Microsoft Takes to the Front Lines in the War on Cybercrime
The global cost of cybercrime in 2013 was estimated by McAfee to be upwards of $300 billion. One in five small businesses have now been on the receiving end of an attack and every day one million more individuals become victims of cyber-criminal activity. The internet is under attack, and we are the targets.
Stepping up to fight the cyber war, Microsoft unveiled a new state of the art Cybercrime Center specifically designed to battle botnets, malware and other various forms of internet crime. Inside its new headquarters, Microsoft's Digital Crimes Unit (DCU) is actively disrupting some of the most serious cybercrime threats currently facing modern society. This crack team of international technical and legal experts are working around the clock with the express aim of making the internet a safer place, and not without some success.
Last year alone, the Digital Crimes Unit reported the destruction of seven major botnets, with its largest victory coming in December. In collaboration with the FBI, Europol and industry partners, Microsoft announced the disruption of the notorious ZeroAccess botnet.
Widely reported as one of the world's largest botnets, ZeroAccess was hijacking search results and redirecting users to shady websites where their personal details were subsequently stolen. Through infected computers, ZeroAccess was also targeting online advertisers by registering fraudulent web clicks. This fraudulent activity at its peak cost online advertisers approximately $2.7 million per month. The takedown of this botnet is a major victory in the fight on cybercrime.
Richard Boscovich, assistant general counsel for Microsoft's Digital Crimes Unit (DCU), demonstrates that cutting-edge tools and technologies are not the only avenue through which Microsoft is making headway. In 2011, Boscovich closed down one of the world's largest spambots, which was infecting in excess of 2.5 million computers per day, using a novel legal approach.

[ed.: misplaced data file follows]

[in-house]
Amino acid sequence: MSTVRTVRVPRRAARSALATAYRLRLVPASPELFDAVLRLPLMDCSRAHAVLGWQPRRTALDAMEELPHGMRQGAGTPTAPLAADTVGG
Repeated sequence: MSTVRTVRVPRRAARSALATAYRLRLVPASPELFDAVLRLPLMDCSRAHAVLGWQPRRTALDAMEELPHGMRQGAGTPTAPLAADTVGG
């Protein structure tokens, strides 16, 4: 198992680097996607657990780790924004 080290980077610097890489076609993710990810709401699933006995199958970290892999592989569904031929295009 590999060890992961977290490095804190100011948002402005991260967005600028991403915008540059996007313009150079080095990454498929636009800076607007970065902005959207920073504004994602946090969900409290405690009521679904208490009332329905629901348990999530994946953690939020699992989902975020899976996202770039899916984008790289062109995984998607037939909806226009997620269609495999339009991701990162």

By asking a judge for a temporary restraining order against the spammers, they were required to appear in court and defend themselves. Unsurprisingly, the spammers were a no show. Microsoft won by default and were able to seize the computer servers that were responsible for infecting all the computers.
When asked about the success, Boscovich responded, "They were basic common law principles, used in a totally unique way to address 21st century problems." He continued, "I never envisioned seizing computer servers used as a botnet command and control center by using the Lanham Act's trademark violations."
One of the biggest issues with cybercrime is that it is transnational. Using the internet as their avenue of attack, cybercriminals are no longer restricted by geographical boundaries. These malicious hackers may reside and operate in one country while performing simultaneous attacks on multiple victims and organizations across the globe.
As such, no one organization can battle cybercrime -- to be successful in the fight there must be a global alliance. Using its global footprint, Microsoft has the ability to cross international boundaries and tackle cybercrime by collaborating with local law enforcement.
Ultimately, everyone is a target, and with 50 percent of online adults affected by cybercrime in the last year (some unknowingly), it's only a matter of time until you're in the crosshairs. Education can be another weapon in the fight on cybercrime. Through Microsoft's safety and security center you can learn essential security tactics to protect yourself online. You can also download the latest antivirus tools, activate security features for your Windows Operating System and even read up on the latest phishing scams circulating the web.
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